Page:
The Department of Veterans Affairs released an alarming report Friday showing that at least 60,000 veterans died by suicide between 2008 and 2017, with little sign that the crisis is abating despite suicide prevention being the VA's top priority.
Although the total population of veterans declined by 18% during that span of years, more than 6,000 veterans died by suicide annually, according to the VA's 2019 National Veteran Suicide Prevention Annual Report.
WASHINGTON (Reuters) - President Donald Trump said on Sunday that he discussed Democratic presidential hopeful Joe Biden and his son in a call with Ukraine's president.
Trump's statement to reporters about his July 25 call with Ukrainian President Volodymyr Zelensky came as the Democratic leader of a key congressional panel said the pursuit of Trump's impeachment may be the "only remedy" to the situation.
The USS Eagle 56 was only five miles off the coast of Maine when it exploded.
The World War I-era patrol boat split in half, then slipped beneath the surface of the North Atlantic. The Eagle 56 had been carrying a crew of 62. Rescuers pulled 13 survivors from the water that day. It was April 23, 1945, just two weeks before the surrender of Nazi Germany.
The U.S. Navy classified the disaster as an accident, attributing the sinking to a blast in the boiler room. In 2001, that ruling was changed to reflect the sinking as a deliberate act of war, perpetuated by German submarine U-853, a u-boat belonging to Nazi Germany's Kriegsmarine.
Still, despite the Navy's effort to clarify the circumstances surrounding the sinking, the Eagle 56 lingered as a mystery. The ship had sunk relatively close to shore, but efforts to locate the wreck were futile for decades. No one could find the Eagle 56, a small patrol ship that had come so close to making it back home.
Then, a group of friends and amateur divers decided to try to find the wreck in 2014. After years of fruitless dives and intensive research, New England-based Nomad Exploration Team successfully located the Eagle 56 in June 2018.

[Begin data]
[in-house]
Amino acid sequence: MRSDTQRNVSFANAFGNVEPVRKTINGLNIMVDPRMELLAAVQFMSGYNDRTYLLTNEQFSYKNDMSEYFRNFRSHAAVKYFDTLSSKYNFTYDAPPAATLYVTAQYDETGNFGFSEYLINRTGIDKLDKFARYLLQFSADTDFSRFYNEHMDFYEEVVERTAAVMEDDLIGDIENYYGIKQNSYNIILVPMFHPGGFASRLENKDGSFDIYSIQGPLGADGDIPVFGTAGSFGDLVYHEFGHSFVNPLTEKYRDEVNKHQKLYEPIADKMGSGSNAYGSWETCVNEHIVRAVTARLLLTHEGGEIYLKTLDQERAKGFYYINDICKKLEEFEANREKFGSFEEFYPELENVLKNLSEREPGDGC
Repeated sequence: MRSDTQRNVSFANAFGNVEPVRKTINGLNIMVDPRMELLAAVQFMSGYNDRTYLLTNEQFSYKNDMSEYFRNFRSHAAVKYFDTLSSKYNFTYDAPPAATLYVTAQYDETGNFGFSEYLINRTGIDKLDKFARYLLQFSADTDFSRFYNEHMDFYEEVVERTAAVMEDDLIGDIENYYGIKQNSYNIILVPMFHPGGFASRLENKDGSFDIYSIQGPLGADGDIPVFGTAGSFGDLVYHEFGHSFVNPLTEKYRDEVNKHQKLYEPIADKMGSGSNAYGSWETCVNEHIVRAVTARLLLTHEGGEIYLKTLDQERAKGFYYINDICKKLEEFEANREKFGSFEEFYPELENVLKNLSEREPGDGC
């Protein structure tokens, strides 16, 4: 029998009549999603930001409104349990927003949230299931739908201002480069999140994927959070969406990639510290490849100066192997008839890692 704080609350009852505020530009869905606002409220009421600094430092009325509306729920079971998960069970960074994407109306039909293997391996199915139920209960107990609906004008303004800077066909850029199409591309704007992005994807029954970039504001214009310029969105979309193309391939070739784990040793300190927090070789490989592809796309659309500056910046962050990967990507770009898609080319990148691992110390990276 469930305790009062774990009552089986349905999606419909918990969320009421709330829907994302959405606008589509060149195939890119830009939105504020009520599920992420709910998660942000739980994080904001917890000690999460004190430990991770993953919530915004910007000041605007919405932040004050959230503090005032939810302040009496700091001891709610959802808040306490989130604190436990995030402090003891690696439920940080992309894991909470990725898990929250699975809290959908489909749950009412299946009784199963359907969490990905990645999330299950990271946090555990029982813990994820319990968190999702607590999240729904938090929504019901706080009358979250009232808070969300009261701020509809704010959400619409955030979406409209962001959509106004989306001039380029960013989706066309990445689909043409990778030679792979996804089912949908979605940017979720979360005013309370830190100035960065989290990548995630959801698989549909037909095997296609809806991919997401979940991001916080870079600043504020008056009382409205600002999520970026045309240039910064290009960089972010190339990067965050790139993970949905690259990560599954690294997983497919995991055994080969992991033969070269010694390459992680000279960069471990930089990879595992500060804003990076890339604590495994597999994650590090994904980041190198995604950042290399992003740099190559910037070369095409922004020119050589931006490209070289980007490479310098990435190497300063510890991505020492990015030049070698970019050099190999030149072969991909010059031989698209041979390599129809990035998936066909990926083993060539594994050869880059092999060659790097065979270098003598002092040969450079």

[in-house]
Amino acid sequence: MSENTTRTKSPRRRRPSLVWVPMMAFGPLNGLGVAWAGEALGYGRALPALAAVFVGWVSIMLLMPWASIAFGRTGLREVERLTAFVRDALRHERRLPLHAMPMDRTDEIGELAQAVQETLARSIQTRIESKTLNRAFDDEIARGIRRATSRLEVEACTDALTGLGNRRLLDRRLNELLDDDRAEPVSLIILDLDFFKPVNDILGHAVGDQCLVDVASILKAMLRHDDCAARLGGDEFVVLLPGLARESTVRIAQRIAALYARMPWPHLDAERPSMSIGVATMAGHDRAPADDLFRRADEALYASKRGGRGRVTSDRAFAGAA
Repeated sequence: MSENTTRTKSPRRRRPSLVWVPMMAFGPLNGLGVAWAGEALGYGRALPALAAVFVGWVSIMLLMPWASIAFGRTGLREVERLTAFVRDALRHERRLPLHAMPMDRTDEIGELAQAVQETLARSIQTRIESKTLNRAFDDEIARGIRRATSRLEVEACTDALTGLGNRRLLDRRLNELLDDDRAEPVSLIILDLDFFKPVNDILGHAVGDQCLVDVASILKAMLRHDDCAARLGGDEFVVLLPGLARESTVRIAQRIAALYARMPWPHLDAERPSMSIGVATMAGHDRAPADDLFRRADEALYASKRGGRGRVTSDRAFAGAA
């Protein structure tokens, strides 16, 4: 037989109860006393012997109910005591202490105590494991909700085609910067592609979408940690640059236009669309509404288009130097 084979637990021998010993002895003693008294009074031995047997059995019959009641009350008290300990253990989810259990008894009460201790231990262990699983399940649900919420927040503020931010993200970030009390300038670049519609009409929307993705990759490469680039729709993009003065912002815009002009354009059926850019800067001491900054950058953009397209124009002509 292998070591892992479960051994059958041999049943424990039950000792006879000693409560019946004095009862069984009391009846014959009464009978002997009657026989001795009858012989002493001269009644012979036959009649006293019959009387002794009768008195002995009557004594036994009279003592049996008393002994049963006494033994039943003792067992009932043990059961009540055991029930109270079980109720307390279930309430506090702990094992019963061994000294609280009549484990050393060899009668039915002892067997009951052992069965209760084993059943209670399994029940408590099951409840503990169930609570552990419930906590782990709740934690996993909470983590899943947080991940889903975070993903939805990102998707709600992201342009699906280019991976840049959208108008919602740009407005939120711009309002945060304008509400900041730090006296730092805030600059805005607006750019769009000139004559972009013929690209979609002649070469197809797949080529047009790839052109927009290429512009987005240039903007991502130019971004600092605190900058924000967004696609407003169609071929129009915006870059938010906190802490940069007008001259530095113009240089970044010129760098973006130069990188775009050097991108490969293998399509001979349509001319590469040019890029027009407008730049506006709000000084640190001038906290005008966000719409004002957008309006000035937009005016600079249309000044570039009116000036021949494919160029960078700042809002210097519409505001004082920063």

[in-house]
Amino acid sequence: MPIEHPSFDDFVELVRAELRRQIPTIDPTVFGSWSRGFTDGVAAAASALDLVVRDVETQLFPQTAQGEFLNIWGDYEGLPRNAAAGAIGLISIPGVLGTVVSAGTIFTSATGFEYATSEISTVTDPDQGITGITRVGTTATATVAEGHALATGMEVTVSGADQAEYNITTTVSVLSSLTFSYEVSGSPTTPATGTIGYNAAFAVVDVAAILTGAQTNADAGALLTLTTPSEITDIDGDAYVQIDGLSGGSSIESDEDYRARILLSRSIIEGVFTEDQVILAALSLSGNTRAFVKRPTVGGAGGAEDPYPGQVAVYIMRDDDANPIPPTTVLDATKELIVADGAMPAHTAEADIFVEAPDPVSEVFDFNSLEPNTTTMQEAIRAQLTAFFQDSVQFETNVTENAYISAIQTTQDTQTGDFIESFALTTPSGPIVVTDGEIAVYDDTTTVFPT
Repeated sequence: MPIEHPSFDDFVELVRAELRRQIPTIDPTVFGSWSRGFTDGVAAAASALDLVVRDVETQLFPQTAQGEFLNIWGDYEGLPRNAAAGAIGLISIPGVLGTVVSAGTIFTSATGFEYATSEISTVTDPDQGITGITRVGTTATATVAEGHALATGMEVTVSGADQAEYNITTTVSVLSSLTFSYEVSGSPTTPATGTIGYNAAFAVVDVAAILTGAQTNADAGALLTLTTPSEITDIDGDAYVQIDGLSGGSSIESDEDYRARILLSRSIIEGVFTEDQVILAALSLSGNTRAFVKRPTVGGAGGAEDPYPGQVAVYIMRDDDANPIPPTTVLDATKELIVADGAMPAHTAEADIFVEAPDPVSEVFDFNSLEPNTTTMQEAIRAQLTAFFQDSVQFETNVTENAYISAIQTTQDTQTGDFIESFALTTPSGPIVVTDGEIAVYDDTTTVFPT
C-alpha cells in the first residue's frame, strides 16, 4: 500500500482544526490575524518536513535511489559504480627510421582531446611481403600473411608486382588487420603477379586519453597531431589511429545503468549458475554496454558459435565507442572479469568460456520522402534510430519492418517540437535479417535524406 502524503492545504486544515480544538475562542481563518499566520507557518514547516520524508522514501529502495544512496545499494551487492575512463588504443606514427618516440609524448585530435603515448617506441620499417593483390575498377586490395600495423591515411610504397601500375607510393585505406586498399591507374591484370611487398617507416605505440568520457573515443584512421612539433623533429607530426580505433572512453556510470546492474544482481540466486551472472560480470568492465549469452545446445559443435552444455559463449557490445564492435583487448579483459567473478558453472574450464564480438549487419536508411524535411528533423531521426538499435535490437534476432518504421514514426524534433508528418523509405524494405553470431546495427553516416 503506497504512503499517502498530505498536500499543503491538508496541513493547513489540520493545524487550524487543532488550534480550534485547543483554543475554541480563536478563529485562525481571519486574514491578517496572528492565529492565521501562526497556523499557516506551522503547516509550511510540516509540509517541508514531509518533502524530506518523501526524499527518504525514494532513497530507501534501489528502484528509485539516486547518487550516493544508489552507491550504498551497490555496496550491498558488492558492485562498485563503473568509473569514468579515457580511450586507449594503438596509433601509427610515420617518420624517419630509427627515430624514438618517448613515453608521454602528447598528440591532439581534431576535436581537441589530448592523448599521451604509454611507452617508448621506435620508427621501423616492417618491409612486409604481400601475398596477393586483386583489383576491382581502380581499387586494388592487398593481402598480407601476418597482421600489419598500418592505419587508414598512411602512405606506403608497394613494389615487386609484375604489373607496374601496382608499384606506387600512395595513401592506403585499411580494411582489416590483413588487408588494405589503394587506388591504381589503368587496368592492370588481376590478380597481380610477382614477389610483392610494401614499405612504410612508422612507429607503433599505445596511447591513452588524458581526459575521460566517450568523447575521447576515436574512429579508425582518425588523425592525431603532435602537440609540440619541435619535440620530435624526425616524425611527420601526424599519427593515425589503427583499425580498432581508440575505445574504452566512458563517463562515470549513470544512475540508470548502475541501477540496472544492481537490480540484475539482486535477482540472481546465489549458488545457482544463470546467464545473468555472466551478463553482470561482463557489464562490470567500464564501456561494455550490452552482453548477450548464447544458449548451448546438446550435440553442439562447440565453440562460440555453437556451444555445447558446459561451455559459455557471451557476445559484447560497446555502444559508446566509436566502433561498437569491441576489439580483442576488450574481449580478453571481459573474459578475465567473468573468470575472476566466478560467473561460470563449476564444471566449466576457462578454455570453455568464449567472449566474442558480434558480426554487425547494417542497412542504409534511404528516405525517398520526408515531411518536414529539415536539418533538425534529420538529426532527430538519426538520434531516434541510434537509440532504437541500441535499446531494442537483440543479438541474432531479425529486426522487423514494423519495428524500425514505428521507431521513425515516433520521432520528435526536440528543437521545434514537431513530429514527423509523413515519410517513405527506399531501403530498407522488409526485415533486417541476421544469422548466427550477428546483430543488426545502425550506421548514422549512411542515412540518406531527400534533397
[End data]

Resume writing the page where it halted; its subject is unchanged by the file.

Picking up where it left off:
Business Insider spoke to two crew members — meat truck driver Jeff Goodreau and Massachusetts Department of Corrections officer Donald Ferrara — about their discovery.
These CIA officers were the first US boots on the ground in Afghanistan after 9/11 — and one was 'Marine Todd'
Before the 5th Special Forces Group's Operational Detachment Alpha 595, before 160th Special Operations Aviation Regiment's MH-47E Chinooks, and before the Air Force combat controllers, there were a handful of CIA officers and a buttload of cash.
The last time the world saw Marine veteran Austin Tice, he had been taken prisoner by armed men. It was unclear whether his captors were jihadists or allies of Syrian dictator Bashar al Assad who were disguised as Islamic radicals.
Blindfolded and nearly out of breath, Tice spoke in Arabic before breaking into English:"Oh Jesus. Oh Jesus."
That was from a video posted on YouTube on Sept. 26, 2012, several weeks after Tice went missing near Damascus, Syria, while working as a freelance journalist for McClatchy and the Washington Post.
Now that Tice has been held in captivity for more than seven years, reporters who have regular access to President Donald Trump need to start asking him how he is going to bring Tice home.